My grandma’s kitchen was one of my favorite places. On her wall she had a large plaster of Paris fork decoration. My grandma’s kitchen was a place where everyone gathered. There was always some kind of food cooking. The kitchen was the hub of the family. It was the nucleus of the atom. This is where prayers were said as a family. This is where dominos were played with neighbors on Saturday nights.

In my childhood family home all the women would work together to prepare meals. We did not communicate very well outside the kitchen but cooking was a passion for all of us. I was the youngest. My mother would give me busy work during this time. My job was to organize the silverware drawer. I am very compulsive and this was one of my favorite tasks. I was later told by my sister that as a child I had favorite silverware that I would eat with. Other family members were not allowed to use my utensils because I would break into a crying fit. (There is a visit to the spectrum.)

Being the family nucleus is what I want from my kitchen. We love to host exchange students and my kitchen is where the action happens. Cultures are shared through singing and cooking. We have had one student’s grandmother come over from Spain and make us a wonderful meal. I have shared eating grapes on New Year’s Eve. My kitchen is my safe haven.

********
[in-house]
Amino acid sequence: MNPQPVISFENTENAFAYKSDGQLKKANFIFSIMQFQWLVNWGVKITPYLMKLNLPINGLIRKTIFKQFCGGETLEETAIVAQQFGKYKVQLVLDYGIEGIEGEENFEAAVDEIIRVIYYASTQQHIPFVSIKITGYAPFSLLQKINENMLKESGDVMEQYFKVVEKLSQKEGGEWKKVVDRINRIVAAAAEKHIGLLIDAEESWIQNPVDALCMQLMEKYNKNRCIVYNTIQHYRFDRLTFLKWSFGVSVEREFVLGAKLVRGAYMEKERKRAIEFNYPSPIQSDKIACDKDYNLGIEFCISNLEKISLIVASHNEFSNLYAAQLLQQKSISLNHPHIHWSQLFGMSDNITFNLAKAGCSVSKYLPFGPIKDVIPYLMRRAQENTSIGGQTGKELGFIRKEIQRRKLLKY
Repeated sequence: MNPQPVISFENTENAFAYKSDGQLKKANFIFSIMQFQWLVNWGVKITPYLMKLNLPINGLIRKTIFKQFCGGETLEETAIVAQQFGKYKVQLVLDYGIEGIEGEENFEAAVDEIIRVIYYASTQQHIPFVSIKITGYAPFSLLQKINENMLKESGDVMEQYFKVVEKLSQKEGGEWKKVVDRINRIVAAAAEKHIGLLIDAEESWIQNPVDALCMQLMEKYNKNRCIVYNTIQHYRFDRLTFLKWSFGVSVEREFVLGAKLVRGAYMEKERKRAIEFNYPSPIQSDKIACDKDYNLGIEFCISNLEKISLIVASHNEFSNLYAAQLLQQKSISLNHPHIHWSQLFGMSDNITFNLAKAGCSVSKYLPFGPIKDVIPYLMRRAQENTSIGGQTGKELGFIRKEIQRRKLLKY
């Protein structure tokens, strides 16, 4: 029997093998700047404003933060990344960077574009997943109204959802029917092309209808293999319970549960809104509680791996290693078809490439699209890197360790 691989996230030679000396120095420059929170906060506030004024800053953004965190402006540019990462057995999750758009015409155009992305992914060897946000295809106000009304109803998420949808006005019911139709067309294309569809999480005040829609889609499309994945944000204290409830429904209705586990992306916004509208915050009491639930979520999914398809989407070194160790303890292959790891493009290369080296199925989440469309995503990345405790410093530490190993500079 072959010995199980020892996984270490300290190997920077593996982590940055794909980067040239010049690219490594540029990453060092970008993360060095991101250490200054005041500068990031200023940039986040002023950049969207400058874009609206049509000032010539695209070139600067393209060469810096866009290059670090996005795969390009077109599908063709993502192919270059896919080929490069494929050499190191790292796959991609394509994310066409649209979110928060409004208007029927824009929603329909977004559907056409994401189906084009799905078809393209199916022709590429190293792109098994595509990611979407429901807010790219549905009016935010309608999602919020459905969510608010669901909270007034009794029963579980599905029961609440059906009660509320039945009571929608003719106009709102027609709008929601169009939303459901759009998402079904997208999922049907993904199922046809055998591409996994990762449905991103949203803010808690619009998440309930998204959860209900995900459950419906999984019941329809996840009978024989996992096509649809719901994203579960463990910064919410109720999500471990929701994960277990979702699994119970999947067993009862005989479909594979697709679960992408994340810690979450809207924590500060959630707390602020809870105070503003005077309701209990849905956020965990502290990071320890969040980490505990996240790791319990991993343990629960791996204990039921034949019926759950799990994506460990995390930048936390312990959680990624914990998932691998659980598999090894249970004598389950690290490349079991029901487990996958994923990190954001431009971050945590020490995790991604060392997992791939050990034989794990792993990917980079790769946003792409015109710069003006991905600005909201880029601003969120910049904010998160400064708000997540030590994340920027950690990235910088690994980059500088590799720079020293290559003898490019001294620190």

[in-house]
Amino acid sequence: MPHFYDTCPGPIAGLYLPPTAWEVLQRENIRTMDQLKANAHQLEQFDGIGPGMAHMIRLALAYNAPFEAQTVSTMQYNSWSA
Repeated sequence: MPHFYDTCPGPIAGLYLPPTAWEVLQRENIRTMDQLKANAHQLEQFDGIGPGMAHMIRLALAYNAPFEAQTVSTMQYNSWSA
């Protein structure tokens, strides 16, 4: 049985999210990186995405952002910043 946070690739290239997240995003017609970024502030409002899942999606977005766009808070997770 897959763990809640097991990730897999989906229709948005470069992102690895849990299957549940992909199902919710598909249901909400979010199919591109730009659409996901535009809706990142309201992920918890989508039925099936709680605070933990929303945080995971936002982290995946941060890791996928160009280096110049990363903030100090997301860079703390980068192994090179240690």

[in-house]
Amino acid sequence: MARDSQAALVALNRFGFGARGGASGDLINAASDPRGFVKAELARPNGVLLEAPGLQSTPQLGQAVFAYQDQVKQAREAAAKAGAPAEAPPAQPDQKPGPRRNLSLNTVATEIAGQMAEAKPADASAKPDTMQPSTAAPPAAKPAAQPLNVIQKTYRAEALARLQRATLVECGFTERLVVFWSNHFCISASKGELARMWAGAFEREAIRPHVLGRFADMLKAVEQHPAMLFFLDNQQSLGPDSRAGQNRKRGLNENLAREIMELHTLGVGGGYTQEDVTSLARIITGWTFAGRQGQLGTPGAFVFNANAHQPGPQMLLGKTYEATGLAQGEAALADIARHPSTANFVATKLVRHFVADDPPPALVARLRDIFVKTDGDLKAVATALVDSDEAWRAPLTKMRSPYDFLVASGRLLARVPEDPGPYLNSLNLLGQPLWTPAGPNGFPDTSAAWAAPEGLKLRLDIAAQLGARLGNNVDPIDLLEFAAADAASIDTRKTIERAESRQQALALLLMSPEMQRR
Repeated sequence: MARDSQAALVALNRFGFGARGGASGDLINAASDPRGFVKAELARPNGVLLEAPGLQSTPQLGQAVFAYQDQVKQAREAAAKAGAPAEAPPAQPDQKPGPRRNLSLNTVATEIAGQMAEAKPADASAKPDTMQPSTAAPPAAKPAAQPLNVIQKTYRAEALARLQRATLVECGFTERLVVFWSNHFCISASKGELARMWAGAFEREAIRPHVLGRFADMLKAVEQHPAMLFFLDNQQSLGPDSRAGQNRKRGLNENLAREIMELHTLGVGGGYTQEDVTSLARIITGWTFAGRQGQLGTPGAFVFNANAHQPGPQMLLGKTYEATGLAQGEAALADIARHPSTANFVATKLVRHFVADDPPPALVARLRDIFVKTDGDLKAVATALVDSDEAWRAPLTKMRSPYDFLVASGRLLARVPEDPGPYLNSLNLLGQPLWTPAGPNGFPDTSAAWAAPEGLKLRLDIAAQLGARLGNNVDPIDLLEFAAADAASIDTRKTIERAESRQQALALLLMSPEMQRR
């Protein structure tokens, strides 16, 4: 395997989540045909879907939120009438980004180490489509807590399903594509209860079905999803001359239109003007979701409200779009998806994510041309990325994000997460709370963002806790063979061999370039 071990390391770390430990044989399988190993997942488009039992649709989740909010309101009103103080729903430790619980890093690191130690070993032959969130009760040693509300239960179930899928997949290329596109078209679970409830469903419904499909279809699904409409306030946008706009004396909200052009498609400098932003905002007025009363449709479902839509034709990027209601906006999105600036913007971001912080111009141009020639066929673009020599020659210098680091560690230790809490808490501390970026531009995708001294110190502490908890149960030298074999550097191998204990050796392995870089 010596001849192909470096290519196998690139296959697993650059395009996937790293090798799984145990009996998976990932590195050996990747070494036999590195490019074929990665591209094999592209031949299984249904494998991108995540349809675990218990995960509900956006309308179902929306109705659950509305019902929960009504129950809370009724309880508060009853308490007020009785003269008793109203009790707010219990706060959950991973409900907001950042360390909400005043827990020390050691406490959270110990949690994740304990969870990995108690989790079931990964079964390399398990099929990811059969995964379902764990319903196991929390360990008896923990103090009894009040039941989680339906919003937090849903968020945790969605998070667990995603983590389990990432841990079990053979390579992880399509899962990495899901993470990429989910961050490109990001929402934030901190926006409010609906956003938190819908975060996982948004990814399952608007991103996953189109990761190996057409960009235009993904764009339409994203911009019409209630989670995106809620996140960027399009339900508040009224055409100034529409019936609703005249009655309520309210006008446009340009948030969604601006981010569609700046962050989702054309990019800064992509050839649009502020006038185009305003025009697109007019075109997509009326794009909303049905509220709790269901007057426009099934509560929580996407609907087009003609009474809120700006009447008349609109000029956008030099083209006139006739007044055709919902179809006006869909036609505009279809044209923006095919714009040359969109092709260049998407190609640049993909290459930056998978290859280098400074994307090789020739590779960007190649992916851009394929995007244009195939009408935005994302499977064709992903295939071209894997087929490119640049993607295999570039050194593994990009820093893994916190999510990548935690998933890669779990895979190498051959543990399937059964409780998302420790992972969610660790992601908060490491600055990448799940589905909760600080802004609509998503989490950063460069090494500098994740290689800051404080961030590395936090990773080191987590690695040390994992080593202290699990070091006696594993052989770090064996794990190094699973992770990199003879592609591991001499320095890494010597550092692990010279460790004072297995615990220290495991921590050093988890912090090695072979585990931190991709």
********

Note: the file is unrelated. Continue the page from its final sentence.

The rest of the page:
I currently have a single mother living in our home. She loves cooking and baking. Her father owns a restaurant in a neighboring town. Sharing my kitchen with her has been hard. Her habits are different than mine.

Our grown son and her have become a couple. Our grandchild is due in May. The two adults, two babies and three dogs are planning on moving out within this month. That is enough said on that subject for now.

I have noticed that my silverware collection has dwindled down. The other day I cooked supper for Chuck and only had one metal fork and one flimsy little white plastic fork. Needless to say, my patience was wearing thin. In retaliation, I took those two forks and hid them in my sock drawer. If I couldn’t have forks neither could they. I was proud of my plan.

Sooooo later that day I was on the phone to my sister. We discussed family memories. I gave her an earful of all my current kitchen situation. This sister asked if I had communicated in a non-hateful manner that my forks were missing. She told me it was pretty stupid to put forks in a sock drawer. Well no…sooo I got my fork out of the sock drawer and asked the young lady if she knew where the forks are. We now have four forks in the silverware drawer.

Who would have thought that forks can make such an impact on family dynamics.? Do you readers have any good fork stories?

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